Helen Chesnut’s Garden Notes: September sparks joy of new beginnings

September has, in the main, lived up so far to its potential as a splendid turn-of-season month. The sweetness of the morning air, the mainly bright, sunny days, comfortable yet refreshing temperatures, the splendour of the harvest bounty — What’s not to like?

This time in the year always arouses in me a pronounced sense of new beginnings, marked by a compulsive urge to tidy, sort, and reduce to manageable dimensions all things indoors and out in the garden.

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I take enormous satisfaction, as the summer season comes to an end, in tidying plots, removing old, spent growth, digging up and composting any plants that have become beyond annoying, and preparing to treat flower or vegetable plots that have been emptied with either a cold season green manure (cover crop) seeding or a cover of leaves for the winter.After assessing the summer’s vegetable garden and noting what has done well where, I’ve already made a sketch indicating the placement next year of each main group of vegetables — the peas, tomatoes, onions, squash, sweet potatoes, and the carrot and beet bed. The garlic plot is already marked out and prepared for planting next weekend or soon after.

Sweet repose. In an ongoing effort to simplify the garden and its care, I’ve eliminated some small beds that demand an unwarranted degree of maintenance. One such bed, however, I’ve kept and even upgraded this year. It’s a small, semicircular area located against the south side of the garden shed.

Two Hybrid Musk rose bushes grow there, backed by a compact climbing rose on a trellis. In the spring, when I reshaped the bed to widen the path beside it, I edged its curved border with young ‘Provence’ lavender plants. Brushing against the lavender in passing by releases the plants’ wonderful fragrance.

In reshaping the bed I curved it sharply at one end to create a free space that I covered in cardboard and newspaper, topped by wood shavings. In the newly created little spot I set a chair and a small, round table. This was to be a place of quiet repose, where I could sit and do odd little jobs like trimming the harvested onion and garlic bulbs, or just plain sit and enjoy the view of the garden in the dappled shade of a kiwi vine.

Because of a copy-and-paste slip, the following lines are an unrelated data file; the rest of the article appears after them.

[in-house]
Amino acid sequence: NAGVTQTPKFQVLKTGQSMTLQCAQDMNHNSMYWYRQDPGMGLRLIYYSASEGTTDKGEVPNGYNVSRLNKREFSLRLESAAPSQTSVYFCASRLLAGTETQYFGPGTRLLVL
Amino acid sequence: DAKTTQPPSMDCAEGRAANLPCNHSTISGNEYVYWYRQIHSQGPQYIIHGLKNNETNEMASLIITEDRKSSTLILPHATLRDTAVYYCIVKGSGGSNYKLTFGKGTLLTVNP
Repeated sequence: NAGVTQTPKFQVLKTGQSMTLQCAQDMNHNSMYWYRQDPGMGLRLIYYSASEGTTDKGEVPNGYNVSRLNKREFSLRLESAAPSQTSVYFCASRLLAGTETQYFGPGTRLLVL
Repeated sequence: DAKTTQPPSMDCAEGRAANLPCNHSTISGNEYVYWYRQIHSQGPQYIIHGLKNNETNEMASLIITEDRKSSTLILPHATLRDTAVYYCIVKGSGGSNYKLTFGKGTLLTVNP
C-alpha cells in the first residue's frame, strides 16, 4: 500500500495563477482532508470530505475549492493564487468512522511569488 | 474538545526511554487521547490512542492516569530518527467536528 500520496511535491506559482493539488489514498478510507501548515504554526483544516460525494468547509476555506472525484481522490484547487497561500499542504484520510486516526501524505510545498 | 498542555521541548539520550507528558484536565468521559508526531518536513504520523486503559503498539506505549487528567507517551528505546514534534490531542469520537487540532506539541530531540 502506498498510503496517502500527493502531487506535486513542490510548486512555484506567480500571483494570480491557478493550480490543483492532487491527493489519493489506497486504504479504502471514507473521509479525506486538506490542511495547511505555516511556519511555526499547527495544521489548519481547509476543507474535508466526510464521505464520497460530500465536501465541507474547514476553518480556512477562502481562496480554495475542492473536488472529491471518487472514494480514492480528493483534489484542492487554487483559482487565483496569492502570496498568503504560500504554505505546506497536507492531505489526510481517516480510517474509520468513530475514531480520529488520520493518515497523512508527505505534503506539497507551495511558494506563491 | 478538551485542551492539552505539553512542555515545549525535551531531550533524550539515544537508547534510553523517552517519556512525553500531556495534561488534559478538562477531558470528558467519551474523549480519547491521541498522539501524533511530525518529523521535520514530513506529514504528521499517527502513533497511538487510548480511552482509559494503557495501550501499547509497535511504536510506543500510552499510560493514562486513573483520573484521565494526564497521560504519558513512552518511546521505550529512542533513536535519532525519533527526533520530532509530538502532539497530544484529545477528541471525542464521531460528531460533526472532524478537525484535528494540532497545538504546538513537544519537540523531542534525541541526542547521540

Beside the chair grows a tall, elegantly vase-shaped Leycesteria (Himalayan honeysuckle) plant. This year, inspired by the heliotrope in municipal planters where I live, I bought a few of the plants to grow for the summer in front of the Leycesteria and right beside the chair.

The intense waves of fragrance emanating from those heliotrope plants have been a summer-long delight. It had been a while since I’d grown this annual flower. It was good to be reminded of the flowers’ wonderful honey-vanilla scent.

The variety that proved the most robust, flower-filled and strongly scented was the broadly bushy ‘Fragrant Delight.’ Next spring, I’ll be shopping for more of the plants to fill the space between the lavenders and the roses. The bed’s flowers and perfumes should be a powerful inducement to stop a while in the midst of gardening projects, just to sit and bask in sweet repose.

Heliotrope, also called “cherry pie” in a possible allusion to its scent, was a favourite flower in Victorian times. it was introduced to Britain in the mid-1700s. Most varieties grow around 30 centimetres high and bear broad, deep purple to violet flower clusters all summer.

For optimum, up-close appreciation of heliotrope’s beauty and fragrance, the plants are best placed at or near bed edges or in containers on decks, patios and balconies.

In the language of flowers, heliotrope signifies faithfulness and devotion.

GARDEN EVENTS

Rose meeting. Mid Island Rose Society meets Monday, 6 to 8 p.m. in the North Nanaimo Library, 6250 Hammond Bay Rd.

Comox Valley meeting. Comox Valley Horticultural Society meets Monday, 7:30 p.m. in the Florence Filberg Centre, 411 Anderton Ave. in Courtenay. Roger Griffiths will present a slide show on the Chanel Islands and the Keukenhof Gardens in Holland. The evening will also include the society’s annual display of members’ garden produce. Doors open at 6:30 to allow for time to chat with Master Gardeners and check out library books.

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